Those of us charged with the proclamation of the Word face perhaps an even greater challenge. We are going to have to reconfigure our homiletical approach, as we will be speaking, from our vantage point, either to a nave full of empty pews or a computer screen in our study. As is so often the case, through the providence of God, this Sunday’s lessons offer us a unique opportunity to address the unusual circumstances that we and our parishioners now face.

In the Gospel text (John 9:1-13, 28-41), John gives the account of the man born blind whom Jesus healed by rubbing mud on his eyes and telling him to wash in the pool of Siloam (“sent”). This miraculous sign is not met with great enthusiasm by the Pharisees who, after some considerable back and forth with the man, “cast him out” of the synagogue. Jesus, hearing of the man’s expulsion, seeks him out and reveals his identity to him. Believing that Jesus is “the Son of Man” who has healed him of his blindness, the man responds by worshiping him.

The contrast John has drawn is stark. The man has been cast out of the synagogue, that is, the place of worship, by those who would claim to be the true worshipers of God by virtue of their being “disciples of Moses.” He is subsequently found by Jesus and, upon declaring his faith in him as “the Son of Man,” he worships him, not in the place from which he has been “cast out,” but right at the very feet of the One who gave him his sight.

As with last week’s account of Jesus and the woman at the well, the message conveyed here is that worship is not, indeed cannot, be confined to any particular place. For those of us who believe, the “place” of worship is wherever we may be; for whenever we worship God “in spirit and truth” (to borrow again from last week), we know that God is with us.

Nicodemus, the New Birth, and this week’s truncated pericope

“Truncated pericope” is a term I use whenever I come upon an assigned lesson from the lectionary that does not convey the full meaning of the text because important elements of its context are missing. The most notorious truncated pericope comes during the First Sunday of Advent. Whether it’s Year A, B, or C, the Gospel lesson for that Sunday picks up in the middle of Jesus’ Olivet Discourse (Matthew 24, Mark 13, Luke 21), specifically the portion in which Jesus speaks of apocalyptic “signs” such as the sun being darkened and the moon not giving light, stars falling from heaven, the powers of the heavens being shaken heralding, one would assume, the return of Christ, “the Son of Man coming on the clouds of heaven with power and great glory” (Matthew 24:30). Such a reading certainly fits the theme of the First Sunday of Advent, and the overarching theme of the season, namely, preparation for Christ’s Second Coming.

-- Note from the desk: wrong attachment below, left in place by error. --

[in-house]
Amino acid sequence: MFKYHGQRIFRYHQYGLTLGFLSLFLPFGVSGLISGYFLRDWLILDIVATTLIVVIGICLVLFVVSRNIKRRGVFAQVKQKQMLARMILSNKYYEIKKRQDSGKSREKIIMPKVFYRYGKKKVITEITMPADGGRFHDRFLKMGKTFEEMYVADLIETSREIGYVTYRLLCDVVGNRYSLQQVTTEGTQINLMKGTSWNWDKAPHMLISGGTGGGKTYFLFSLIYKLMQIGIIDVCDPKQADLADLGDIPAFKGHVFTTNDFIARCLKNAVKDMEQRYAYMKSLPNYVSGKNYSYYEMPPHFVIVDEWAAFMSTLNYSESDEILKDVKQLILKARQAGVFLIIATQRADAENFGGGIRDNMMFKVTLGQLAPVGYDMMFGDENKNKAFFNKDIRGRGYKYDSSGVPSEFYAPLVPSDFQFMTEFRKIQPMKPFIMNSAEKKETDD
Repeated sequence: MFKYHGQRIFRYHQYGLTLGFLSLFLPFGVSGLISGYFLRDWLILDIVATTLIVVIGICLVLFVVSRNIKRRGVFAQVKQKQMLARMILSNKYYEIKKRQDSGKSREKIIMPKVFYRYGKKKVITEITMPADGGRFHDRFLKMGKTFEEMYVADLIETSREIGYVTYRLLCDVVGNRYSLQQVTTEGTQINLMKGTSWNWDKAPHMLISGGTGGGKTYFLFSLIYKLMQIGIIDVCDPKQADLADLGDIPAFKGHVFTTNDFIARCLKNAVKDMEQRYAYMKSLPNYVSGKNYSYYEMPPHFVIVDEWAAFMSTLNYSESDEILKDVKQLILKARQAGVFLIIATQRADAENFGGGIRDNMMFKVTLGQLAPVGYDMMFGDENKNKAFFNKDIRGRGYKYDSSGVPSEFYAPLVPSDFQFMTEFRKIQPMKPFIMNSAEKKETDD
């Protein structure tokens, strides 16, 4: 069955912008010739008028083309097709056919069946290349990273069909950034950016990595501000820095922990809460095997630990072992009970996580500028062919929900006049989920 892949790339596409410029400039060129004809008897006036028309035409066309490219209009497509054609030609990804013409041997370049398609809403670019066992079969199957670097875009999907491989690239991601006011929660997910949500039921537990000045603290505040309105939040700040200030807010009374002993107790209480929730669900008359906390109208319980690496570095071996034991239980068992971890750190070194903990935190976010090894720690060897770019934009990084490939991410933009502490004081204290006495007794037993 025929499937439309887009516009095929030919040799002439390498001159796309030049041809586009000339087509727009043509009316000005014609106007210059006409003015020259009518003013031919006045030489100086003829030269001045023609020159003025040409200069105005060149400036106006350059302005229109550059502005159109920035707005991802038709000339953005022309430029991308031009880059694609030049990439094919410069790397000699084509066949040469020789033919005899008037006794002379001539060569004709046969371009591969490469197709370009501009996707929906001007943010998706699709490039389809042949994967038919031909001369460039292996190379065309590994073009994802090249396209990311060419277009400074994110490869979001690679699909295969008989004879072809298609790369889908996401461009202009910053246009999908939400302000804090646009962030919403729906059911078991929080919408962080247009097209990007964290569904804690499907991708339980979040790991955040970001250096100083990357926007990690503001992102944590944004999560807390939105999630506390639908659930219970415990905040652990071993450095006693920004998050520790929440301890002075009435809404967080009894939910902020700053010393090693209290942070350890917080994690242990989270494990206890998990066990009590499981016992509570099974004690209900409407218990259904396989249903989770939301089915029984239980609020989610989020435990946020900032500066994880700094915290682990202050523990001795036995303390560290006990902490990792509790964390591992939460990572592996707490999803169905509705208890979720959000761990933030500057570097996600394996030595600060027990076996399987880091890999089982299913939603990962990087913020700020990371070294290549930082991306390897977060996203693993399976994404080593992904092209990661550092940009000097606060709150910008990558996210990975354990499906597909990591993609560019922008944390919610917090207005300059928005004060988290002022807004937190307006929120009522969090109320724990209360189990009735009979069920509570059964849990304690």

The problem that becomes clear, when reading not only the entirety of the Olivet Discourse but also the wider context of the whole biblical narrative, is that the image of “the Son of Man coming on the clouds of heaven” is not one of Christ descending from heaven to earth to establish his kingdom, but ascending from earth to heaven to receive his kingdom (cf. Daniel 7:13-14).

This is not to say that the three versions of the Olivet Discourse do not contain plenty of Second Coming material. It is only to say that the pericope in truncated form forces an incorrect interpretation of a major biblical image in order to fit it into the theme of the day.

The Gospel lesson for this coming Sunday, the Second Sunday of Lent, Year A, is also a truncated pericope, although it may not appear to be at first glance. In the Revised Common Lectionary, the reading is John 3:1-17. The new ACNA lectionary cuts it off at verse 16 and the bulletin inserts from the provincial office, interestingly, end it at verse 15.

Those minor tweaks are not the problem, however. Obviously, the editors of whatever lectionary you are using want to focus this Sunday on the very familiar theme of the New Birth. That is well and good, but John 3 is not merely a discourse on how to be “born again.” It is an account of a conversation between Jesus and “a man of the Pharisees named Nicodemus, a ruler of the Jews” (John 3:1).

Understanding the wider context surrounding that conversation is important in developing a deeper understanding of Jesus’ teaching on the New Birth.

Nicodemus is often viewed sympathetically. Out of all the Pharisees, he is the one who bravely breaks ranks and seeks an audience with Jesus to learn more about him and his teachings. As John’s story unfolds, Nicodemus does, indeed, show signs of a growing awareness of who Jesus is but, as he is introduced in chapter 3, he is the very embodiment of all that is wrong among the Jewish religious elites.